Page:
For “University Publishing” to succeed by any measure, however, it is going to have to attract a lot of authors.
The unfortunate news about cutbacks at Stanford University Press makes it clear that all presses must develop strategies to make them more central to the university’s set of priorities.
Many society publishers, concerned about the disruptive implications, of Plan S, are nervously considering selling off their publishing assets.
How can not-for-profit organizations outcompete their commercial rivals? Revisiting Joe Esposito’s 2011 post that lays out a blueprint for success.
Despite increasingly sophisticated library automation, the data on books in libraries is often hard to come by.
What the public wants is better science, not open science. Plan S has put those two forces in conflict, and it is driving everybody crazy.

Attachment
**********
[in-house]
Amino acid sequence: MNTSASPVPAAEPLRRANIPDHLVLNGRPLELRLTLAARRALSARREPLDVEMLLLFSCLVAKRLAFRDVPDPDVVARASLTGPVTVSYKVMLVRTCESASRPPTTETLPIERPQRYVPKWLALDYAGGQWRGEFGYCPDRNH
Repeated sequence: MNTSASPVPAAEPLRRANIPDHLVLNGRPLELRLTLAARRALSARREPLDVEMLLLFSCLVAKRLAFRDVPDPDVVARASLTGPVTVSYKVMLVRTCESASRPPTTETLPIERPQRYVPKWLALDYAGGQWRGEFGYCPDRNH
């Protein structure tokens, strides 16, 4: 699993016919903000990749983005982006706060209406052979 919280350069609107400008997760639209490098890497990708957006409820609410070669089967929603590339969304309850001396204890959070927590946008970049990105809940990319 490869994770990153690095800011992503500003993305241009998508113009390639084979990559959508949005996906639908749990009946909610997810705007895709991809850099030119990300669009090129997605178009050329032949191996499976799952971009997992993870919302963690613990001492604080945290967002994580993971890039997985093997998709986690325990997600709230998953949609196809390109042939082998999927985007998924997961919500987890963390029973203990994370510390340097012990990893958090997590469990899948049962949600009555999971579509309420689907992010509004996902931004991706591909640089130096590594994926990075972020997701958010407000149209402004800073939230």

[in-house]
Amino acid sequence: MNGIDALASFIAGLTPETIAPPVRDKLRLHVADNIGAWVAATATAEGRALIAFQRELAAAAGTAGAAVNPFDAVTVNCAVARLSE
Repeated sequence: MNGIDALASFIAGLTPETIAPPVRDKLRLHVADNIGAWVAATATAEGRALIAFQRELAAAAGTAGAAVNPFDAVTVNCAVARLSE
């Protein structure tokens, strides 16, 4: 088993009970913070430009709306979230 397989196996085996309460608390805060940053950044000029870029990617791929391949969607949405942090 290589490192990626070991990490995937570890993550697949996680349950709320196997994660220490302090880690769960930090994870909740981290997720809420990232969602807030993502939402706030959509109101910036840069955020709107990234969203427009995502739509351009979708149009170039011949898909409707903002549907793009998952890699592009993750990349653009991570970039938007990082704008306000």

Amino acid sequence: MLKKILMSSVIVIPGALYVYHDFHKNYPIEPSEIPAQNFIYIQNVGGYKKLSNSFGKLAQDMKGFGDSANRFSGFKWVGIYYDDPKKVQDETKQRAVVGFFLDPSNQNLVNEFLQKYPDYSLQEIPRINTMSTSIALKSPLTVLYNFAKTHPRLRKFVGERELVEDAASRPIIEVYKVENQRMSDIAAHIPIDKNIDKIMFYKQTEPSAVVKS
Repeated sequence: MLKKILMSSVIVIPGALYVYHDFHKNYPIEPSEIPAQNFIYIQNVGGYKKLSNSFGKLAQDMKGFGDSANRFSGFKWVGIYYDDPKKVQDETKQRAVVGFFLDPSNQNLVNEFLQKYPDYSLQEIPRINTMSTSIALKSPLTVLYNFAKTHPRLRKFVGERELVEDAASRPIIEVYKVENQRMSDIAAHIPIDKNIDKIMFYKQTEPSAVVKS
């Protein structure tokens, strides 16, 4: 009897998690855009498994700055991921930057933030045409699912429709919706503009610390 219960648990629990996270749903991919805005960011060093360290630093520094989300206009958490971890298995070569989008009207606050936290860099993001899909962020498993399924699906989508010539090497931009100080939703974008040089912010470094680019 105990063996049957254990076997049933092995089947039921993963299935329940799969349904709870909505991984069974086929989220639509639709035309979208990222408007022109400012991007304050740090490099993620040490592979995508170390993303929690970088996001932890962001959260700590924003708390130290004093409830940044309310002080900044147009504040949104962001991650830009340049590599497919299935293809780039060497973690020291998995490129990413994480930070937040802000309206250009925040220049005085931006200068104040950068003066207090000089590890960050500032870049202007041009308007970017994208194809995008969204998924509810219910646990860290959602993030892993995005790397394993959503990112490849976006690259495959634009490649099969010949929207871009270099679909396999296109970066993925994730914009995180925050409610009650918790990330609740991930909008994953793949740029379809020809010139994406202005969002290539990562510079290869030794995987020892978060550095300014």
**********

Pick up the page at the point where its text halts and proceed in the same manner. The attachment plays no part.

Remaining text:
As publishers increasingly lose control of the final stage of the publishing process, they are looking elsewhere to extract economic value. They are finding it upstream, in the various linked processes that lead to the (erstwhile) final document.
The beginning of the holiday season means it’s time for our annual list of our favorite books read during the year. Part 1 today, Part 2 tomorrow.
At the Charleston conference this year, a panel on the library’s role in providing affordable textbooks showed the way to great savings and innovation in instructional materials.
Thus the defining property of traditional publishing is editorial selection. That is what publishing is about.